Adding Disk, CDROM and DVD Devices to a Running Xen domainU Guest System
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Most Xen domainU guests are configured with access to a number of devices, typically for the root filesystem and swap space. It is not uncommon, however, to need to provide an executing domainU system with temporary access to block devices such as disks and CD/DVD drives.
Fortunately Xen provides considerable flexibility in terms of adding devices to a running domainU guest system and subsequently detaching them when they are no longer required. This chapter will cover the basics of this topic area.
Requirements for Xen domainU Block Device Attachment
Before a block device can be attached to running domainU guest system there are a number of rules which must be observed. These important rules are as follows:
- The device to be attached must be mounted on the domain0 host system.
- The device must not already be attached in write mode to any other domainU systems.
- The domainU system must possess the appropriate drivers to read the filesystem located on the device. This is not usually an issue for Linux filesystems and CD/DVD devices but may be an issue for more rare and exotic filesystems.
- The device name by which the domainU system will access the device must begin with xdv (for example /dev/xvda1).
An Overview of xm block-attach
Devices are attached to domainU guest system using the xm block-attach command the syntax for which is as follows:
xm block-attach <Domain Id> <Backend Device> <Frontend Device> <Mode>
Each of the commandline arguments warrants a brief explanation:
- <Domain Id> is the id of the domainU to which the device is to be attached (this can be obtained by running xm list)
- <Backend Device> represents the device as it is represented on the domain0 host system prefixed with the type. For example:
- <Frontend Device> is the device name for access on the domainU guest system. This name must be prefixed with xvd otherwise the device will not be visible to the domainU guest. For example:
- <Mode> is the read/write mode under which the device is to be attached. Options are r for read-only, w for read/write and w! for read/write with sharing.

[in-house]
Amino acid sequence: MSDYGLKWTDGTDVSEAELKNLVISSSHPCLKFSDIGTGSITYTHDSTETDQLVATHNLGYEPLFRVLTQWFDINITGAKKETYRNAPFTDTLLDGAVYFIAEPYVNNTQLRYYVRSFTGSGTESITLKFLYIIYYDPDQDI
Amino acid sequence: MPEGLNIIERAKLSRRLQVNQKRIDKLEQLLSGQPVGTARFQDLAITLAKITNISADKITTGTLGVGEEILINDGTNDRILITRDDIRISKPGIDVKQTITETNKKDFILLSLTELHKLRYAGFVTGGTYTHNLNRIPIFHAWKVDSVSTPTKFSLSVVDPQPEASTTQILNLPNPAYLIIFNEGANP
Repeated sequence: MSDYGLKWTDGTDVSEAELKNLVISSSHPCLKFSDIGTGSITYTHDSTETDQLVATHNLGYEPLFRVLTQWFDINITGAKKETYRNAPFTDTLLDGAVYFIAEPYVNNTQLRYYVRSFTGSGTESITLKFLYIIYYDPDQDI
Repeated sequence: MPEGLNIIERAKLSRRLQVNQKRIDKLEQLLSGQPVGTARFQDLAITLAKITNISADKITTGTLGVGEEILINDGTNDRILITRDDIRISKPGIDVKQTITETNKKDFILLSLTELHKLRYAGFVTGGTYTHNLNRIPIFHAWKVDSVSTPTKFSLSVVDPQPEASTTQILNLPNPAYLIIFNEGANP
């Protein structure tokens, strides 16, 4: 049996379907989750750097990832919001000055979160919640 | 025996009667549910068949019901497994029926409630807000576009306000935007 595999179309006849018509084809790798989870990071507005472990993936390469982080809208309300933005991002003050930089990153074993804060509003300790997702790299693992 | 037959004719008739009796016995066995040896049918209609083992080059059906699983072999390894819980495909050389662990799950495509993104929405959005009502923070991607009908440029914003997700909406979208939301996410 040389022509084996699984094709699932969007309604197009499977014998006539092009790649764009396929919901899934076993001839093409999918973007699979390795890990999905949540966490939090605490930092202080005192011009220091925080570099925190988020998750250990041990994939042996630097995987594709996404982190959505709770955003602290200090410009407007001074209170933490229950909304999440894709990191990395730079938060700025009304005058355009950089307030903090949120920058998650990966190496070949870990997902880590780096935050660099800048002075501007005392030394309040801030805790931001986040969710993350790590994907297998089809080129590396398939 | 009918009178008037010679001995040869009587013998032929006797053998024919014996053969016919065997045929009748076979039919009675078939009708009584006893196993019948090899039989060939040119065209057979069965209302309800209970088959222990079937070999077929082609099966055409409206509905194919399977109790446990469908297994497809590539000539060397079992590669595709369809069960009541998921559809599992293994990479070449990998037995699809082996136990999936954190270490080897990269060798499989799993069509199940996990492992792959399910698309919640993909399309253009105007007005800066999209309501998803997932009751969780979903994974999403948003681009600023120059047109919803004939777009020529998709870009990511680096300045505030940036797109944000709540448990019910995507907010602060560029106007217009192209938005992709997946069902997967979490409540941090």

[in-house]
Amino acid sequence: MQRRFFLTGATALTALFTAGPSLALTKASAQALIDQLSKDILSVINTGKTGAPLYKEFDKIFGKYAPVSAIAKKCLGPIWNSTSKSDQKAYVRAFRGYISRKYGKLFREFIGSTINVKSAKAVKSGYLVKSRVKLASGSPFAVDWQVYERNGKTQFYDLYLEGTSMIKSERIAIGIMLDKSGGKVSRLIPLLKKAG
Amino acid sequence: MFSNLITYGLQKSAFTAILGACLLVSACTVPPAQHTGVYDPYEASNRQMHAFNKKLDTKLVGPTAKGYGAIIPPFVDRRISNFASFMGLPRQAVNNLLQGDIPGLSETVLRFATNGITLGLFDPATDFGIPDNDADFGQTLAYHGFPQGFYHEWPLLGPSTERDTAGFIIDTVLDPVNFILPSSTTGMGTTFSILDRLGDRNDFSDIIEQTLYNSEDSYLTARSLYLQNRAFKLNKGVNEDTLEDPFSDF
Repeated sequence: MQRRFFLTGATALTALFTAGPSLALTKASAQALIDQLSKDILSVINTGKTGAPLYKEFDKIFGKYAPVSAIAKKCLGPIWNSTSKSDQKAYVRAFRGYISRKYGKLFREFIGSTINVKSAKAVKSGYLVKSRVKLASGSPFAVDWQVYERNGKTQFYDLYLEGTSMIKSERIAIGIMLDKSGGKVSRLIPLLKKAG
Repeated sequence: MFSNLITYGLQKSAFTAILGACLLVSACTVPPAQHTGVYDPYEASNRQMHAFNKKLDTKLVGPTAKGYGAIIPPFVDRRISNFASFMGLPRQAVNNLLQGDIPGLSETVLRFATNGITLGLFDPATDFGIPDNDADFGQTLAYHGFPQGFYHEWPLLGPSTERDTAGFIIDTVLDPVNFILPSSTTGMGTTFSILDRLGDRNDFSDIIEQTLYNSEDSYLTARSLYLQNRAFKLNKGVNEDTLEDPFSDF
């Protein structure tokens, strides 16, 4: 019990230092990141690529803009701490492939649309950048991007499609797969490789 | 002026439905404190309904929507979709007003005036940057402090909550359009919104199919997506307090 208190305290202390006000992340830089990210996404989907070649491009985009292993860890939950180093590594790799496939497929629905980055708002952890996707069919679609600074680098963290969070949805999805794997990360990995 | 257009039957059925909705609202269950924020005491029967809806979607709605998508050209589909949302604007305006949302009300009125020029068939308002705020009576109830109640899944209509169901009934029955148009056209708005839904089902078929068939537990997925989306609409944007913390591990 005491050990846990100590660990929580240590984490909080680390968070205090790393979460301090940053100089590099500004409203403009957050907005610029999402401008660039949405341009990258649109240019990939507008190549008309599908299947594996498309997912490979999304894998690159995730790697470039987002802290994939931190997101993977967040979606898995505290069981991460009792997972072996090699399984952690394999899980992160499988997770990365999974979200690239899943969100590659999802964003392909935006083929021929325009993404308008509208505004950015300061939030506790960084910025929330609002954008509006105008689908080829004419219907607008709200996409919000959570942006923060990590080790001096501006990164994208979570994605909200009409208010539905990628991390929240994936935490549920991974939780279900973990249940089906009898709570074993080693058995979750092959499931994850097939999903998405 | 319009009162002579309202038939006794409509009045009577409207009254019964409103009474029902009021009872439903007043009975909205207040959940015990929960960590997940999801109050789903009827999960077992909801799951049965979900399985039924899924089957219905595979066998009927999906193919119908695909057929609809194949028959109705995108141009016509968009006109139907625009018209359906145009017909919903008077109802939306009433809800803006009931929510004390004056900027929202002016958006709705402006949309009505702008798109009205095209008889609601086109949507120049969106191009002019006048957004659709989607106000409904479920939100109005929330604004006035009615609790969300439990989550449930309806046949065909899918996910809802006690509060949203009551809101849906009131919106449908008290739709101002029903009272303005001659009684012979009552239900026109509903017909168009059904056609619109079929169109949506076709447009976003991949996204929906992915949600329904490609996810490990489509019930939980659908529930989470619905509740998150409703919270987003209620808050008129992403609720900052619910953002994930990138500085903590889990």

Attaching a Device to a domainU Guest
With the above information in mind we can now attach a device to a domainU guest. The first piece of information we need is the ID of the guest domain. This can be obtained using the xm list command. The following output shows only one guest running on our system and it has an ID of 3:
xm list Name ID Mem VCPUs State Time(s) Domain-0 0 875 1 r----- 790.2 XenGuest1 3 128 1 ------ 190.5
Next we need to know the name by which the device to be added is accessed on the domain0 host (otherwise known as the backend device). For the purposes of this chapter we will assume that we are adding a DVD drive that is visible to the domain0 host system as /dev/sr0. This could equally be a disk drive partition such as /dev/hdb1 or /dev/sda3.
Before performing the attachment, we need to decide on a device name by which the device will be accessible on the domainU system (known as the frontend device). As mentioned previously the device name must be an xvd device (for example /dev/xvda2). Failure to use an xvd device type will result in the device not appearing in the domainU guest. For this chapter we will specify /dev/xvda2.
With the above information gathered we will attach the device. Since we are attaching a DVD drive we will specify read-only mode:
xm block-attach 3 phy:/dev/sr0 /dev/xvda2 r
The device is now attached the domainU system with an ID of 3 and should be accessible from within that guest environment as /dev/xvda2.
Mounting the Device in the domainU Guest
Once the device attachment has been performed the next step is to mount the device on the domainU system. Log into the domainU guest and check the new device is visible and configured:
ls -l /dev/xvda2 brw-r----- 1 root disk 202, 2 2008-05-02 15:46 /dev/xvda2
With the device attached it is ready to be mounted:
mkdir /tmp/mount mount /dev/xvda2 /tmp/mnt
Detaching a Device from the domainU Guest
To detach a block device from the domainU first unmount it from the guest:
Once unmounted from the domainU system move to the domain0 host and detach it using the xm block-detach specifying the domainU ID and the frontend device name (in this case /dev/xvda2):
xm block-detach 3 /dev/xvda2